Center for Sacred Psychology

Soul Food Archive: Spiritual Practice

Main Courses are offered on a frequently changing menu. Here are words and images to ingest and digest for inner nourishment. We hope these hearty meals invite you to taste and savor, to muse, reflect and remember, to journal, to create art...that is, to feast on food for the spirit.

Pascha #2, by Archimandrite Kiprian,
Holy Trinity Monastery, Jordanville, NY*

Our current main course, below, is just one of several Soul Food offerings. Please visit, also, our buffet of Guest Caterer Specials and, for lighter fare, our Desserts & Snacks counter. And, to sample earlier menus, we hope you'll check out the Soul Food Archive. Like all who prepare foodstuffs, we hope to hear from those we serve! Space to leave comments, or read others' comments, on our cuisine follows each Soul Food offering.




What images come to mind when we read this title: The Seeker?  For all of us living in this day of space exploration, one will almost surely be the astronaut.  

And are you, perhaps, reminded of stories and movies or t.v. shows of adventurers or pirates digging for buried treasure?
…or of sleuths bent on discovering hidden-away secrets?  Detective stories are among the most popular genres of fiction, Agatha Christie’s sales second only to those of the Bible, and Sherlock Holmes still thought by many throughout the world to have been a flesh-and-blood person (over a century after his debut in pea-soupy London)!  The sleuth is an iconic figure—sometimes comical, like Inspector Clouseau, but more often brilliant, his or her “little grey cells” well-surpassing those of the reader.  (Franklin Roosevelt and Bill Clinton are two U.S. presidents who have turned to detective fiction for inspiration.)




Here is 16-year old Kay Tracey, heroine of a long-lasting girl’s detective series which began in 1934 and was still alive in the1960s. Kay is well-known for solving “cases that have baffled professional sleuths!”  This scene takes place in an old cabin near ‘Lost Lake,’ where Kay’s hunting for pages stolen from a rare book.  Eluding the mad scientist terrorizing the neighborhood, Kay finds the missing pages in a secret hiding place…then proceeds to ponder her next case: “Can treasure from Civil War days be buried nearby?”

Sleuths of all ages, and explorers and adventurers from both long ago and today, are incarnations of the archetype of The Seeker.  We inescapably meet this powerful ‘pocket of energy’ in the soul in exteriorized ways (the exploits of heroes—and villains, characters tracking down clues, even the animals in our lives seeking food, a nest).  But also, do we all not have an “inner sleuth”…?  And are the characters or people we meet “out there” reminders of an aspect of our soul “in here”…?




Some questions: Do I think of myself as a seeker?—and, if so, what is it I’m seeking? (The words, for many, trigger the scriptural verse: Seek and you will find…)


And, if I am a seeker, where am I looking for that which is sought?
In the fifth century C.E., Augustine of northern Africa wrote
Where are you going, to what bleak places?...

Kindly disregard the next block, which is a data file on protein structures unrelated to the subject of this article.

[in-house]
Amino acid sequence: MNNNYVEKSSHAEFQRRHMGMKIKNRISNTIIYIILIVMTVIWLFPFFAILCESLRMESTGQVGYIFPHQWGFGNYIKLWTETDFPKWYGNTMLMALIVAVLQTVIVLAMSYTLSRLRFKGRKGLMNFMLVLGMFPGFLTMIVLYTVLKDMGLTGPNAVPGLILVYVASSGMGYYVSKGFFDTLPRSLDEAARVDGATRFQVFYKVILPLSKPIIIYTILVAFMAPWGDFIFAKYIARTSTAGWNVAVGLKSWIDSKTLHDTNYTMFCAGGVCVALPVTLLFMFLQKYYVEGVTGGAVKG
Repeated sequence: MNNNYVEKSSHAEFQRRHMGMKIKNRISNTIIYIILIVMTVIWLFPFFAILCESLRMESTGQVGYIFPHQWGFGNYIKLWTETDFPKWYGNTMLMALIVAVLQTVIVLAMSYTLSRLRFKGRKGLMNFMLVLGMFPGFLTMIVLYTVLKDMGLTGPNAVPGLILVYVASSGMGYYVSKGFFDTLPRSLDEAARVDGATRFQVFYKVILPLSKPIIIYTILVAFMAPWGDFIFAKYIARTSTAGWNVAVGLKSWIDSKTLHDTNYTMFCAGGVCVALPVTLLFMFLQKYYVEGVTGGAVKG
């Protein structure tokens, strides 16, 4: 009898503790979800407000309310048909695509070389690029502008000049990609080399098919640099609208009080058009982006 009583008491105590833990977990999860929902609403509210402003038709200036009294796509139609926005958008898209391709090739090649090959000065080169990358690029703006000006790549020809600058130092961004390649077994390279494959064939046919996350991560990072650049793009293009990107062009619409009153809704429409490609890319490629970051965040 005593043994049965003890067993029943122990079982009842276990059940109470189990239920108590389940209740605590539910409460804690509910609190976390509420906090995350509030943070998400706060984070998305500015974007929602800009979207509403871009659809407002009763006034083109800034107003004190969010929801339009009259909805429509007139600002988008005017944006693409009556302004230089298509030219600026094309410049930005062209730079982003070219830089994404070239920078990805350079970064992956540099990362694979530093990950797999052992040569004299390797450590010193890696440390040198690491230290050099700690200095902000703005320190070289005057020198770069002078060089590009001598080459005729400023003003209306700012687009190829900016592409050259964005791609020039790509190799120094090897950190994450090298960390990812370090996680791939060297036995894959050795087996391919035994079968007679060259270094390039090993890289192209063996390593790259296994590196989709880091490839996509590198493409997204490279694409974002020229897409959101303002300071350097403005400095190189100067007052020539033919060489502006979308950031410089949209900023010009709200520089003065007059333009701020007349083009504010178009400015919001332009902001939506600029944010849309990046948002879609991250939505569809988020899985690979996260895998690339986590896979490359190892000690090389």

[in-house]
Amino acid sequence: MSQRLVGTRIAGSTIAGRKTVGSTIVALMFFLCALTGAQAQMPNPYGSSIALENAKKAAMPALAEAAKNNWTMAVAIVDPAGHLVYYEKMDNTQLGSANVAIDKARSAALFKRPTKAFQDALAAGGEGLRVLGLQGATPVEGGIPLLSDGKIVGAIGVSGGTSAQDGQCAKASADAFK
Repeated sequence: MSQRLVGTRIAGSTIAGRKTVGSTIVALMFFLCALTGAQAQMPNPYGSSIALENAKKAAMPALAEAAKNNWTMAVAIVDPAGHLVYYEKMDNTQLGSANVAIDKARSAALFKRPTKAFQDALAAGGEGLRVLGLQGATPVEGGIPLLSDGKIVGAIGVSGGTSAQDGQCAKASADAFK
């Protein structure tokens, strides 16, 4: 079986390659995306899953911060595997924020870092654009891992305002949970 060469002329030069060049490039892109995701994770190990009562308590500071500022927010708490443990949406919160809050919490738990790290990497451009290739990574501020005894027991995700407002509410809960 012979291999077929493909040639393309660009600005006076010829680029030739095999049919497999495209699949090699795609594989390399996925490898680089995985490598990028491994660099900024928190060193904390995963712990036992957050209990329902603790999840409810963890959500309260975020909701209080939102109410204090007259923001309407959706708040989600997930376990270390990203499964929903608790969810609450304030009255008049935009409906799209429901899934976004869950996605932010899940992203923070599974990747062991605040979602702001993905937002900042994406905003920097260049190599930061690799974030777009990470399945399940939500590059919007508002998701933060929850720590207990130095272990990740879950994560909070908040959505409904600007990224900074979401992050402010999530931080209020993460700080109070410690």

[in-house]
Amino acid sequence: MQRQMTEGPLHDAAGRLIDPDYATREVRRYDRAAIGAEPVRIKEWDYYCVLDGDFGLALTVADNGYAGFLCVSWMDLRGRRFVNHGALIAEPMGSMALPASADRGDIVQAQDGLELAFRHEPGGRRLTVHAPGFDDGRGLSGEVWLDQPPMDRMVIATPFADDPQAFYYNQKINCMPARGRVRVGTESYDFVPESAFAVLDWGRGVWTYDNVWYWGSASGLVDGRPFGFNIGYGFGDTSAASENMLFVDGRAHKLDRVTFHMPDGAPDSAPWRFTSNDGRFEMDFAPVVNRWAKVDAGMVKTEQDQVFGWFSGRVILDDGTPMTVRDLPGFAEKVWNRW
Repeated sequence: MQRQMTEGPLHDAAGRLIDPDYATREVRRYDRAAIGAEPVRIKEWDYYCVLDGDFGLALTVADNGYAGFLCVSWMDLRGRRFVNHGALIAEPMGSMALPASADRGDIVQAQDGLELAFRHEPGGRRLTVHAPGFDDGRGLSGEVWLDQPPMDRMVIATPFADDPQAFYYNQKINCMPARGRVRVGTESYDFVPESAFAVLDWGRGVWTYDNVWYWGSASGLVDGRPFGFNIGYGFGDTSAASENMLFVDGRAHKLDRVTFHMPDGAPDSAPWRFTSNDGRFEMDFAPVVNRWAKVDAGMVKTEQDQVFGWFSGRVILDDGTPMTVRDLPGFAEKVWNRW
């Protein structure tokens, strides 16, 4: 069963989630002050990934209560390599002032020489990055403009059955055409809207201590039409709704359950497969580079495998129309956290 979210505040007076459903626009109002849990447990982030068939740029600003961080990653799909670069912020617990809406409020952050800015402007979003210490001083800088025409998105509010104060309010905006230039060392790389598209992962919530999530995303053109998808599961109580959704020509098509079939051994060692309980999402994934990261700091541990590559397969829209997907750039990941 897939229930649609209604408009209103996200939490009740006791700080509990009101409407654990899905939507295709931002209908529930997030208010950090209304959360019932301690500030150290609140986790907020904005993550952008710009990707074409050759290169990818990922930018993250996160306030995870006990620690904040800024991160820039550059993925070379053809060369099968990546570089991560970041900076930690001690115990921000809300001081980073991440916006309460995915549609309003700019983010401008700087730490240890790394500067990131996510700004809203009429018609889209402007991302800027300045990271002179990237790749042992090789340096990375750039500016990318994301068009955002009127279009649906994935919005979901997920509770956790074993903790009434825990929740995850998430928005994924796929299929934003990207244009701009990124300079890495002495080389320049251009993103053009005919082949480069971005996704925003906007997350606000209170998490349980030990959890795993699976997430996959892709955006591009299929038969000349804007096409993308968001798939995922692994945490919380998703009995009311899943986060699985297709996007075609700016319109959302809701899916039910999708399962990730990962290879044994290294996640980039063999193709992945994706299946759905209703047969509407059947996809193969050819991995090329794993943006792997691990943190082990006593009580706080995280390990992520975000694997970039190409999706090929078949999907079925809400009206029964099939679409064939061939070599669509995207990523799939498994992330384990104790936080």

You seek happiness in the land of death, and it is not there.





Here is a picture from the past.  Many are familiar with the cycle of Oxherding (or Ox-taming or Bull-catching) pictures, which originated in the Chinese Ch’an and Japanese Zen Buddhist traditions some time after the 8th century C.E.  The little figure—androgynous—is seeking an elusive ox or bull, which stands for the eternal principle of life: truth, the Self, the life force, God, the kingdom within, the Buddha-nature (whatever language one uses).  Here, the seeker catches a first glimpse of the ox, which s/he will then catch, lead and mount.  Ultimately, the external form of the seeker’s quest will disappear; the seeker will meditate and “return to the Source,” then take back to everyday life the fruits of this search.

This series (usually in ten pictures) has been illustrated many times, perhaps never more beautifully than by artist Stephanie Wada, who based her paintings on a beautiful Japanese scroll created in ink and mineral pigments in 1278—“the Year of the Fifth Tiger.”




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* Credits for this page:

~ Pascha #2 by Archimandrite Kiprian, Holy Trinity Icon Studio, Jordanville, NY
A family in old Russia welcomes visitors with special Pascha (Easter) treats. Gratefully used with permission from Holy Trinity Icon Studio, Jordanville, NY, 13361. This excellent website is the source for inexpensive traditional icon prints and mounted icons.

~ Dustjacket of a Kay Tracey Mystery Story, The Strange Echo (New York: Cupples & Leon, 1934), artist uncredited. The Stratemeyer Syndicate author’s pseudonym, “Frances K. Judd,” disguised the identity of Mildred Wirt Benson, original author of the Nancy Drew series (as “Carolyn Keene”).  The Girls’ Series Companion (1994 ed.), published by The Society of Phantom Friends, refers to Kay Tracey as “a hybrid of Nancy Drew and the Dana Girls series…a bit like comic books: lurid, but too cartoonish to be frightening.”  (Kay bumps into a lot of weird folks.)

~ Treasure-hunting pirates, an illustration by George Albert Williams (from Dover Electronic Clip Art title Pirates, Jeff A. Menges, ed., 2007).

~ Apollo 11 astronaut Edwin E. (“Buzz”) Aldrin on the moon, 1969.  Courtesy of NASA.

~ “Seek and you will find….” (Matthew  7:7)

~ “Where are you going…” (Confessions of St.Augustine, Bk.4)

~ From The Oxherder: A Zen Parable Illustrated, Stephanie Wada (trans., Gen P. Sakamoto; New York: George Braziller Publishers, 2002; ).  Wada’s ink paintings are a replication of the Burke Handscroll in New York’s Metropolitan Museum of Art.  With many thanks for the gracious permission of the publisher to reproduce this work.